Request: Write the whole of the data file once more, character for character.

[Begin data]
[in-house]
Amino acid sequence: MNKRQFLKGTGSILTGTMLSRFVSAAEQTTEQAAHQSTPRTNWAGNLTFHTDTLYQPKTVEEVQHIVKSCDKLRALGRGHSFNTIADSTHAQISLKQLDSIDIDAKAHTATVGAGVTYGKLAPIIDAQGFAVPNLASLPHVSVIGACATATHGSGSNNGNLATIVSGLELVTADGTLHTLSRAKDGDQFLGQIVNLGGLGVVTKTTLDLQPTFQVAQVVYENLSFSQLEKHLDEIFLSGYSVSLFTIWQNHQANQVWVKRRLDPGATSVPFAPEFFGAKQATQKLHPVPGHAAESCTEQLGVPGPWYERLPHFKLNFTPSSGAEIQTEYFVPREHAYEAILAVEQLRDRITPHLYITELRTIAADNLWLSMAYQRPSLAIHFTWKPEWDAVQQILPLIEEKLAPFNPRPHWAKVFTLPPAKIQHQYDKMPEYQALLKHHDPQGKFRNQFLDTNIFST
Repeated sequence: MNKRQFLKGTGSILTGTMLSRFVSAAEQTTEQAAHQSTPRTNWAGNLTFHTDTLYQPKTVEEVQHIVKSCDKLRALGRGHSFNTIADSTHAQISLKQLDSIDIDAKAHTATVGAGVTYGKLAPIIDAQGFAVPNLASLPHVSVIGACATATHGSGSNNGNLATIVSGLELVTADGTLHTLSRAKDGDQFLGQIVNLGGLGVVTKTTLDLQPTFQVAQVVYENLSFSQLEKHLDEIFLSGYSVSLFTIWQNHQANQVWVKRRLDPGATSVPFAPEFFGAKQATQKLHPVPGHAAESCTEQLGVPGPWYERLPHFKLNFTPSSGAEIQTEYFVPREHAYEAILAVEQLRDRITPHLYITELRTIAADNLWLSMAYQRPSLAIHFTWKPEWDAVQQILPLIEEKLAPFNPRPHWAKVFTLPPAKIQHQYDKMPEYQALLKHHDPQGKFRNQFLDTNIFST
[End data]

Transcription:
[in-house]
Amino acid sequence: MNKRQFLKGTGSILTGTMLSRFVSAAEQTTEQAAHQSTPRTNWAGNLTFHTDTLYQPKTVEEVQHIVKSCDKLRALGRGHSFNTIADSTHAQISLKQLDSIDIDAKAHTATVGAGVTYGKLAPIIDAQGFAVPNLASLPHVSVIGACATATHGSGSNNGNLATIVSGLELVTADGTLHTLSRAKDGDQFLGQIVNLGGLGVVTKTTLDLQPTFQVAQVVYENLSFSQLEKHLDEIFLSGYSVSLFTIWQNHQANQVWVKRRLDPGATSVPFAPEFFGAKQATQKLHPVPGHAAESCTEQLGVPGPWYERLPHFKLNFTPSSGAEIQTEYFVPREHAYEAILAVEQLRDRITPHLYITELRTIAADNLWLSMAYQRPSLAIHFTWKPEWDAVQQILPLIEEKLAPFNPRPHWAKVFTLPPAKIQHQYDKMPEYQALLKHHDPQGKFRNQFLDTNIFST
Repeated sequence: MNKRQFLKGTGSILTGTMLSRFVSAAEQTTEQAAHQSTPRTNWAGNLTFHTDTLYQPKTVEEVQHIVKSCDKLRALGRGHSFNTIADSTHAQISLKQLDSIDIDAKAHTATVGAGVTYGKLAPIIDAQGFAVPNLASLPHVSVIGACATATHGSGSNNGNLATIVSGLELVTADGTLHTLSRAKDGDQFLGQIVNLGGLGVVTKTTLDLQPTFQVAQVVYENLSFSQLEKHLDEIFLSGYSVSLFTIWQNHQANQVWVKRRLDPGATSVPFAPEFFGAKQATQKLHPVPGHAAESCTEQLGVPGPWYERLPHFKLNFTPSSGAEIQTEYFVPREHAYEAILAVEQLRDRITPHLYITELRTIAADNLWLSMAYQRPSLAIHFTWKPEWDAVQQILPLIEEKLAPFNPRPHWAKVFTLPPAKIQHQYDKMPEYQALLKHHDPQGKFRNQFLDTNIFST